Apart from the weeks I have received treatment, I have spent a good deal of my summer on Cape Cod, home to great food, great people, and of course, great birding.
I enjoyed quite a bit of time in the field during my tenure up here, especially during the bookend weeks of July. But I need not leave home to get a dose of birding. Our cottage is surrounded by water on three sides, and abuts “Water Street Marsh” in Yarmouth Port, which in turn borders Barnstable Harbor.
This combination of habitats regularly yields hourly totals of over thirty species, and always delivers a bevy of good birds. The yard list includes such highlights as Northern Bobwhite and Lesser Black-backed Gull (one of the former was seen strolling through our property last summer, while the latter was out on the flats of Barnstable Harbor). These birds display the draw that both the yard itself, and the surrounding area have for birds. I will definitely be devoting more time to this wonderful location in future posts.
I’ll begin this catalog of my birding on July 22nd, when Cape Cod neighbor and good friend, Jonathan Schickler, and I hit Cow Yard Road in Chatham, hoping for a Hudsonian Godwit, or another fun shorebird out on the flats north of Tern Island that are visible from the road.
An hour of scanning didn’t yield any godwits, but assorted shorebird species including Piping Plover, Willet and Greater Yellowlegs, kept us busy for a time.
The highlight of our visit to Cow Yard came in the form of three calling Northern Bobwhites, which were audible for the entirety of our time here. A life bird for Jonathan, we devoted a good portion of time trying to catch a glimpse of one, an effort which finally payed off in good scope views of a nice male perched and vocalizing in a pine.
Following our visit to Cow Yard, we stopped off at the Chatham Fish Pier for some of the best lobster rolls on the Cape. It is a stop I intend on repeating…often.
Thursday, July 24th found me in the High Head area of North Truro, in hopes of catching a glimpse of the Virginia Rails that have been seen there throughout the summer.
It didn’t take me long to catch up with an adult-and then a juvenile-Virginia Rail, both of which were seen at close range as they worked the wetland right along the side of the road.
(As always, click on the photos for larger, clearer views).
Other highlights at this spot included American Black Duck, Green Heron, a family of four Belted Kingfishers, and two young Baltimore Orioles.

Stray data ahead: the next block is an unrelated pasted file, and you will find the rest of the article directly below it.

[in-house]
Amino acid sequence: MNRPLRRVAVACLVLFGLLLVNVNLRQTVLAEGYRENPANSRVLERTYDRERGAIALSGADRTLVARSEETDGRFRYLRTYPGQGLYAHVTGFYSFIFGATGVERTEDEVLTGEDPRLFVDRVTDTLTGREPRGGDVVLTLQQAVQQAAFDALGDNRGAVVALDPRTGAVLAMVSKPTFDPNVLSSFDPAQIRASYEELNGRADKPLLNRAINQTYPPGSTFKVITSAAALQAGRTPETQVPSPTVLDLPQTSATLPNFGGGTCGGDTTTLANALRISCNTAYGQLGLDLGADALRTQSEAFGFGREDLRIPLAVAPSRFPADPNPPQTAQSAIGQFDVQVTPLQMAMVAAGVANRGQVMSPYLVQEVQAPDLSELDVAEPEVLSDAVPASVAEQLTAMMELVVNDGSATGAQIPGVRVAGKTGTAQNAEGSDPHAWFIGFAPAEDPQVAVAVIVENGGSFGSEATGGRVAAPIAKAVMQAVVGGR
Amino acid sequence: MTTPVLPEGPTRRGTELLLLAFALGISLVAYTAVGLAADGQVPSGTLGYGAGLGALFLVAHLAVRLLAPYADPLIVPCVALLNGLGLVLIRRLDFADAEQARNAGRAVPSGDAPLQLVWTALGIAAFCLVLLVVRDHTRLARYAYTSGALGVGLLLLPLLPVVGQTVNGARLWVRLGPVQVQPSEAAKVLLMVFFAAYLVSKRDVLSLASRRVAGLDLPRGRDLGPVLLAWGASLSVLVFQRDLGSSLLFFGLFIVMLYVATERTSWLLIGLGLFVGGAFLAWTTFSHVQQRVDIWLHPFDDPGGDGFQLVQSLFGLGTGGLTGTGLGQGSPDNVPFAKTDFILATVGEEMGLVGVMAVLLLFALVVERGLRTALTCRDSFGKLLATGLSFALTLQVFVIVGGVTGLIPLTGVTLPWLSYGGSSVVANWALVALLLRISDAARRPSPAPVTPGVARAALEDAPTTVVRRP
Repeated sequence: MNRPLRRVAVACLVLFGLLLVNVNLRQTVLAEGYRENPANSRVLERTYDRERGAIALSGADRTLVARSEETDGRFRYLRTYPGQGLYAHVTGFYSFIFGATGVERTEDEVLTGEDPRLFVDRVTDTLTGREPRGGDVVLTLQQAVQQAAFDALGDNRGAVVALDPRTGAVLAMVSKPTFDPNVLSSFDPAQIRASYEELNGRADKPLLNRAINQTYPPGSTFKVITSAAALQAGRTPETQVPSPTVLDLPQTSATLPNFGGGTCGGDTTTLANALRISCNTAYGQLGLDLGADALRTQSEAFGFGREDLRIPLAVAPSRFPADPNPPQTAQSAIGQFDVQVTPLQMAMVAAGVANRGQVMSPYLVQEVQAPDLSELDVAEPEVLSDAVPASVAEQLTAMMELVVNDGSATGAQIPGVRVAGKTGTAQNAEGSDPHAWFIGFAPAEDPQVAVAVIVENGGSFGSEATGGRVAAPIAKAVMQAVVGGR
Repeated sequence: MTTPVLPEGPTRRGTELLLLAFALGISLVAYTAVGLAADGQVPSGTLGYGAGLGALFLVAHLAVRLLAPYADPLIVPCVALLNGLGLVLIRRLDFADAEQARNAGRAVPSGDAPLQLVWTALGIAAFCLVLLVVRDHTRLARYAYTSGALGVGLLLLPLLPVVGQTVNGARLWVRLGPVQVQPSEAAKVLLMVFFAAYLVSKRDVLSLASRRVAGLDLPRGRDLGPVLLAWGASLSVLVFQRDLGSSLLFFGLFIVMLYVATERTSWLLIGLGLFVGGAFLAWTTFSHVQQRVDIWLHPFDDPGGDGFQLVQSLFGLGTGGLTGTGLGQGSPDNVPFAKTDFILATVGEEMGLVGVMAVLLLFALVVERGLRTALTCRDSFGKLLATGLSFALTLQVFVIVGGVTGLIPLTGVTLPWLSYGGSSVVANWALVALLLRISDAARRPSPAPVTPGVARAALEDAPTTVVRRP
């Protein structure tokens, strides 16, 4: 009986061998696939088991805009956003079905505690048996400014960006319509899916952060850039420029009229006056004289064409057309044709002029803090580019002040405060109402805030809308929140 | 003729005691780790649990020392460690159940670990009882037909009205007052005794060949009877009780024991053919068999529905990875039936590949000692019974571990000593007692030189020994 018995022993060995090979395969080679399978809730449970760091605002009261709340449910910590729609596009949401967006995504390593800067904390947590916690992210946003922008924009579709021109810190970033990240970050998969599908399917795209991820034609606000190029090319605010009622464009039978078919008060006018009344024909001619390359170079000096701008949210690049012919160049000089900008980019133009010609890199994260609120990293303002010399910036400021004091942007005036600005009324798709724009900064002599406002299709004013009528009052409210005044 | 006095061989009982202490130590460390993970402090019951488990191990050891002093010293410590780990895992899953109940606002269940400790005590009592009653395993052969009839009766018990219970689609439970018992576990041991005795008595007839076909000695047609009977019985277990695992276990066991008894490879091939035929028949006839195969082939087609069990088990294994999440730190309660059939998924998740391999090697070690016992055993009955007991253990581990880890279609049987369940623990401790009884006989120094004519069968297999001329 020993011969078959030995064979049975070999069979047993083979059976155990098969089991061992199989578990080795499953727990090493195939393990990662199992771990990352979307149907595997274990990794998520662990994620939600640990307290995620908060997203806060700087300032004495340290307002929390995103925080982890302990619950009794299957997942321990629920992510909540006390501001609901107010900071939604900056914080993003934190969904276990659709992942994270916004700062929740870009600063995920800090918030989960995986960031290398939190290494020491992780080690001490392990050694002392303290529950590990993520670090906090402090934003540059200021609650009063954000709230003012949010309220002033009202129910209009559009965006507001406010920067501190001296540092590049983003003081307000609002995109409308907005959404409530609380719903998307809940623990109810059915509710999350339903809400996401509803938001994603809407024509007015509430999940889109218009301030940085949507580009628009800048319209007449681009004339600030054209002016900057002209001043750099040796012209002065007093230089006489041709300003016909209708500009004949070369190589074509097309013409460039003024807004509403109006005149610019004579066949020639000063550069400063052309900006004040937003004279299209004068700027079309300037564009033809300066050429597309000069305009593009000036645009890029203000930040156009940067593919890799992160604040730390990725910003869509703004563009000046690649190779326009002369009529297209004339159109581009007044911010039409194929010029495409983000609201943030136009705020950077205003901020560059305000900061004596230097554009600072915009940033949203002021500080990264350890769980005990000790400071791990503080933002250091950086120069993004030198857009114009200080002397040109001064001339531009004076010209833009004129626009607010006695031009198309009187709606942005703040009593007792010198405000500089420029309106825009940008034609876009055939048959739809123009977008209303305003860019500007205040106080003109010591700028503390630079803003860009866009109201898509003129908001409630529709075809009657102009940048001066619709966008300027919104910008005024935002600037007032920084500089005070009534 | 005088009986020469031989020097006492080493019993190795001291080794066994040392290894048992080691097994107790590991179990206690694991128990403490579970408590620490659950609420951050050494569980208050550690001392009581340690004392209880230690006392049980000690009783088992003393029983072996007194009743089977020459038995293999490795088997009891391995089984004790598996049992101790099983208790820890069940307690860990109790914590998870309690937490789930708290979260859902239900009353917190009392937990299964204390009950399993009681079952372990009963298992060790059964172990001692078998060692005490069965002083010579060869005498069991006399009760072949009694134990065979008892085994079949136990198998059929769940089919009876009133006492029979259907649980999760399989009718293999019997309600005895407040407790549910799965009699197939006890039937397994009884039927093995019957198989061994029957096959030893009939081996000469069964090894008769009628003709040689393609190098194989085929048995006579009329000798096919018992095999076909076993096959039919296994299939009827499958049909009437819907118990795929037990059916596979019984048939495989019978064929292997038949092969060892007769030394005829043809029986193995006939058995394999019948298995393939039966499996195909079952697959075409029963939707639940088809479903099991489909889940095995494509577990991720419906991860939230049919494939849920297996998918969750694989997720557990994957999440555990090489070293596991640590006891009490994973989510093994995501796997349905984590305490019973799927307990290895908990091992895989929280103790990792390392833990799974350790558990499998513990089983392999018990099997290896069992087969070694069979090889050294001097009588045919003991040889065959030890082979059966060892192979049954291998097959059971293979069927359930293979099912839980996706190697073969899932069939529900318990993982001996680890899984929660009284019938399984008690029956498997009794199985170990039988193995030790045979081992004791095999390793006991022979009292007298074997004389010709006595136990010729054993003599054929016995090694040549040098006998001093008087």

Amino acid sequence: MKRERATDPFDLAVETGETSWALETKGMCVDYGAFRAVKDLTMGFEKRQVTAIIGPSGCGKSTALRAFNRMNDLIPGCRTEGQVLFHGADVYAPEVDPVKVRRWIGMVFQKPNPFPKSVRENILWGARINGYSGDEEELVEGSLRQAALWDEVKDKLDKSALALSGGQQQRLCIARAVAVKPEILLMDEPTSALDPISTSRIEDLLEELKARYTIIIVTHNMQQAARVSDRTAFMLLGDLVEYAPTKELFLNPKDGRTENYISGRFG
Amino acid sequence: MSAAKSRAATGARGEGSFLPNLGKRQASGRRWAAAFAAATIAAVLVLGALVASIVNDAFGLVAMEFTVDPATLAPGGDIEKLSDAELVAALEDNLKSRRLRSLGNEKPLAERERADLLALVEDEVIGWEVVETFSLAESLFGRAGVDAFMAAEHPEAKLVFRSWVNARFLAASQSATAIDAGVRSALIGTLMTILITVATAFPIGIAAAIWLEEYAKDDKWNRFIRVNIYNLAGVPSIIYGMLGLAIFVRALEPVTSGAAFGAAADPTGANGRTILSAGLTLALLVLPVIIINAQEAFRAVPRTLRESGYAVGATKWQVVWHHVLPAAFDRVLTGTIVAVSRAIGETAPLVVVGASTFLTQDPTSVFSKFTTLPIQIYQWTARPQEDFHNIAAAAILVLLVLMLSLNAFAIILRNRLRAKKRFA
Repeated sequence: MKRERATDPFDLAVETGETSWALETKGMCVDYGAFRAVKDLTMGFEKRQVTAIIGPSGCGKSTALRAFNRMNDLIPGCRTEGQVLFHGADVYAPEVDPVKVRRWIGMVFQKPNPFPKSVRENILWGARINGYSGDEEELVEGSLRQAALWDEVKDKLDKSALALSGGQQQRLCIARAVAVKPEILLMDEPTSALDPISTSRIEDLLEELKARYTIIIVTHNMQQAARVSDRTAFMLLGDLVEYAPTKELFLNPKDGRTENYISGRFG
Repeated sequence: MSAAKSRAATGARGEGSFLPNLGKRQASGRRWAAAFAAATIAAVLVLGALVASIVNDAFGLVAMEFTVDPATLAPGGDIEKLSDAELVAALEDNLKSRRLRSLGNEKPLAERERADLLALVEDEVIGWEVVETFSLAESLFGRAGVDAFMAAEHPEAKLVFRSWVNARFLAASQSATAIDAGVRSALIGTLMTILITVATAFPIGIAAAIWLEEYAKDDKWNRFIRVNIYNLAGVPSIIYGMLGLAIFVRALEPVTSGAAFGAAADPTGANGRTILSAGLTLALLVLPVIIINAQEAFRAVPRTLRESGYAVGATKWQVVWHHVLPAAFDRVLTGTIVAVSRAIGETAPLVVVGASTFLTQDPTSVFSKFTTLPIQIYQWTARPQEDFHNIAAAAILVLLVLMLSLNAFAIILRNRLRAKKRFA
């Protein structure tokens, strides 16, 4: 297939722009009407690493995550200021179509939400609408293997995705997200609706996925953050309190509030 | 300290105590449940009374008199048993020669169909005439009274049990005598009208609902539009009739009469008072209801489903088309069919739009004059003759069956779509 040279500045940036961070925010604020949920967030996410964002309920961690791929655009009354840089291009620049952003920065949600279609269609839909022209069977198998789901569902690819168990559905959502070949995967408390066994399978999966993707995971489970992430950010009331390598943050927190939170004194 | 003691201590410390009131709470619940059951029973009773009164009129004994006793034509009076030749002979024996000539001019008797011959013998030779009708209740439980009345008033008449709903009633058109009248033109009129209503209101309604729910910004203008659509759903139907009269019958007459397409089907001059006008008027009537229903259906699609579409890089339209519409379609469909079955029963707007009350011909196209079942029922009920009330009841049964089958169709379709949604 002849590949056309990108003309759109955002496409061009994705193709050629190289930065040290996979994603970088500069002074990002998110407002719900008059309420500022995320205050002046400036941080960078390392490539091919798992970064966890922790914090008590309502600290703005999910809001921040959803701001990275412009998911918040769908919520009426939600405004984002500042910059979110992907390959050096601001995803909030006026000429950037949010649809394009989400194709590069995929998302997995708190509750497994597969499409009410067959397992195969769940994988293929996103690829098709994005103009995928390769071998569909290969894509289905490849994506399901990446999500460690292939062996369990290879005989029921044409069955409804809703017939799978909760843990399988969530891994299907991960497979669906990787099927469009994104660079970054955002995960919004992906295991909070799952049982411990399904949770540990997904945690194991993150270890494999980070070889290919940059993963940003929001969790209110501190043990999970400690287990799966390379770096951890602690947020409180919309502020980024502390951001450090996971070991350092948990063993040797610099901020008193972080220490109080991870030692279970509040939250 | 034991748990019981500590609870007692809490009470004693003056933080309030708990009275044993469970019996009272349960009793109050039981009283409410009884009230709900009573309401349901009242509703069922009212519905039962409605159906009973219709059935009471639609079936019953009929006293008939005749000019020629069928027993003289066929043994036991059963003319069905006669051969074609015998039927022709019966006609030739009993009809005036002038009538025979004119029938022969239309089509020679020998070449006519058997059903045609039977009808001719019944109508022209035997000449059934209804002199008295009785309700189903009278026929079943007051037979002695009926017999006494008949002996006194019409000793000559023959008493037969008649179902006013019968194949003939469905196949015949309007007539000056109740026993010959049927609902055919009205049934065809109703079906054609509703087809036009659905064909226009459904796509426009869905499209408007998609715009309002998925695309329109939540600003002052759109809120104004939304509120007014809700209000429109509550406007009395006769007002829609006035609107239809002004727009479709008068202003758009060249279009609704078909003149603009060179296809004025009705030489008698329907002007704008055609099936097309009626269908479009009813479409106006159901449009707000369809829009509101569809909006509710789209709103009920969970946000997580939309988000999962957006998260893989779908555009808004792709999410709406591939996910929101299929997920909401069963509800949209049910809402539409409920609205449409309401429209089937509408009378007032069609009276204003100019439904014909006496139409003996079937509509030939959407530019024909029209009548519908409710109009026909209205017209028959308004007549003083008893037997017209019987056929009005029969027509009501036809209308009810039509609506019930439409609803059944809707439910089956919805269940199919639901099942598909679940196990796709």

Following my time with the rails, I continued north, toward my next stop: Herring Cove Beach and Hatches Harbor in Provincetown.
I had a blast at Herring Cove, as I always do, and I spent the next three hours combing through the masses of birds present in Hatches Harbor, and scanning offshore.
My top highlight came in the form of two 1st cycle Little Gulls, whose seeing marked the end of frustrating string of misses of this species (including two prior visits to Herring Cove).
Other highlights included two Cory’s Shearwater and a Wilson’s Storm-Petrel offshore, the continuing summering Bonaparte’s Gulls, a 3rd cycle Lesser Black-backed Gull, five tern species including Roseate (many with juveniles), one of the continuing ‘Portlandica’ Arctic Terns, and an adult Forster’s Tern.
The biggest surprise of the visit, however, was a singing Horned Lark that appeared virtually out of nowhere on the beach besides the dunes. I was able to catch a quick glimpse of the singing bird (my first here during the summer) before it promptly disappeared. It was one of the few times I have heard this species sing, and it was definitely a treat to get further experience with this cool species’ song.
Two days later, on the 26th, Jonathan and I were at it again, hitting nearby Hallet’s Mill Pond to check on the situation there. Our visit was rather quiet highlight-wise, although we were able to pick up an odd congregation of seven juvenile and first year Black-crowned Night-Herons flying low over our position on the west side of the pond. These birds remained airborne for some time, flying about the entire vicinity. A small pond is present in the scrubby woods across the road from Hallet’s, and it’s likely that most (if not all) of these birds were derived from there, and were either spooked from their hiding places, or were simply enjoying the feeling of the wind on their feathers.
Following Hallet’s, Jonathan and I returned to the yard and ran up a nice total of thirty-two species on the property, including such highlights as an American Oystercatcher out on the flats in Barnstable Harbor, two Bank Swallow amongst the abundant Trees and Barns, and the first Saltmarsh Sparrows ever for the yard.
A couple of days later, I headed back to Connecticut to receive treatment, thus ending another fun week of birding the Cape.